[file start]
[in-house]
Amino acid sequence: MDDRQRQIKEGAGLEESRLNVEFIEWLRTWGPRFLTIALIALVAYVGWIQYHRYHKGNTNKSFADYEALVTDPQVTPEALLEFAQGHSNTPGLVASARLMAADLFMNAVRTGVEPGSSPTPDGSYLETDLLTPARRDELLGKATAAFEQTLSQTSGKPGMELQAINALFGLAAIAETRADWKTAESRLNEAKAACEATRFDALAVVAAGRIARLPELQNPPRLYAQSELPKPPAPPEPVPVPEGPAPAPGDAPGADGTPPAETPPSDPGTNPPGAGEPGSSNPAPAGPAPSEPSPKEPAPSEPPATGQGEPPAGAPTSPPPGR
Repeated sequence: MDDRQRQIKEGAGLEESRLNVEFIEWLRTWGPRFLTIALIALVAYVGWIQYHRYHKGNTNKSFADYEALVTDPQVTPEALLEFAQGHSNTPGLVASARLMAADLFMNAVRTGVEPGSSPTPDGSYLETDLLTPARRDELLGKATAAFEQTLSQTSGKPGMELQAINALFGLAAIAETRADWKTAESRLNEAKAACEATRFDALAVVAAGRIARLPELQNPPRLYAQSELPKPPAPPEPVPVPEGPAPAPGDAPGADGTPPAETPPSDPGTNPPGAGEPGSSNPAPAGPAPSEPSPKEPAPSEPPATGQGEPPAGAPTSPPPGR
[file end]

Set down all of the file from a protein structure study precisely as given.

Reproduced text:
[in-house]
Amino acid sequence: MDDRQRQIKEGAGLEESRLNVEFIEWLRTWGPRFLTIALIALVAYVGWIQYHRYHKGNTNKSFADYEALVTDPQVTPEALLEFAQGHSNTPGLVASARLMAADLFMNAVRTGVEPGSSPTPDGSYLETDLLTPARRDELLGKATAAFEQTLSQTSGKPGMELQAINALFGLAAIAETRADWKTAESRLNEAKAACEATRFDALAVVAAGRIARLPELQNPPRLYAQSELPKPPAPPEPVPVPEGPAPAPGDAPGADGTPPAETPPSDPGTNPPGAGEPGSSNPAPAGPAPSEPSPKEPAPSEPPATGQGEPPAGAPTSPPPGR
Repeated sequence: MDDRQRQIKEGAGLEESRLNVEFIEWLRTWGPRFLTIALIALVAYVGWIQYHRYHKGNTNKSFADYEALVTDPQVTPEALLEFAQGHSNTPGLVASARLMAADLFMNAVRTGVEPGSSPTPDGSYLETDLLTPARRDELLGKATAAFEQTLSQTSGKPGMELQAINALFGLAAIAETRADWKTAESRLNEAKAACEATRFDALAVVAAGRIARLPELQNPPRLYAQSELPKPPAPPEPVPVPEGPAPAPGDAPGADGTPPAETPPSDPGTNPPGAGEPGSSNPAPAGPAPSEPSPKEPAPSEPPATGQGEPPAGAPTSPPPGR